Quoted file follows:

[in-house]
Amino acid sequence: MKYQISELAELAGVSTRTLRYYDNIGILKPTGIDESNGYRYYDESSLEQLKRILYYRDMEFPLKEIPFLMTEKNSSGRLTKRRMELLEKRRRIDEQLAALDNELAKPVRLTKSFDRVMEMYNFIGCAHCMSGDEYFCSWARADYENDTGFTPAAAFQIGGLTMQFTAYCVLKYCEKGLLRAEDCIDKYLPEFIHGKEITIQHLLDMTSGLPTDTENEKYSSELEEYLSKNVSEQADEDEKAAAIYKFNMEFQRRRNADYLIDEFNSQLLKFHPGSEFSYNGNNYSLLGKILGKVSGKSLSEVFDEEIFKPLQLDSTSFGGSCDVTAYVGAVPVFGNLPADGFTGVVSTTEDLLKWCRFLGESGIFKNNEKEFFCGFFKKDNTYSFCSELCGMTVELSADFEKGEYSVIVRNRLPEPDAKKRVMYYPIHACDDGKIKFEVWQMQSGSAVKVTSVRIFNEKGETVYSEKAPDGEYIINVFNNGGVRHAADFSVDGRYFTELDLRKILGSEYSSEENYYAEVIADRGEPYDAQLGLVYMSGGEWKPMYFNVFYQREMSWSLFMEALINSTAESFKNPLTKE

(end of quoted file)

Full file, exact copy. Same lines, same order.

[in-house]
Amino acid sequence: MKYQISELAELAGVSTRTLRYYDNIGILKPTGIDESNGYRYYDESSLEQLKRILYYRDMEFPLKEIPFLMTEKNSSGRLTKRRMELLEKRRRIDEQLAALDNELAKPVRLTKSFDRVMEMYNFIGCAHCMSGDEYFCSWARADYENDTGFTPAAAFQIGGLTMQFTAYCVLKYCEKGLLRAEDCIDKYLPEFIHGKEITIQHLLDMTSGLPTDTENEKYSSELEEYLSKNVSEQADEDEKAAAIYKFNMEFQRRRNADYLIDEFNSQLLKFHPGSEFSYNGNNYSLLGKILGKVSGKSLSEVFDEEIFKPLQLDSTSFGGSCDVTAYVGAVPVFGNLPADGFTGVVSTTEDLLKWCRFLGESGIFKNNEKEFFCGFFKKDNTYSFCSELCGMTVELSADFEKGEYSVIVRNRLPEPDAKKRVMYYPIHACDDGKIKFEVWQMQSGSAVKVTSVRIFNEKGETVYSEKAPDGEYIINVFNNGGVRHAADFSVDGRYFTELDLRKILGSEYSSEENYYAEVIADRGEPYDAQLGLVYMSGGEWKPMYFNVFYQREMSWSLFMEALINSTAESFKNPLTKE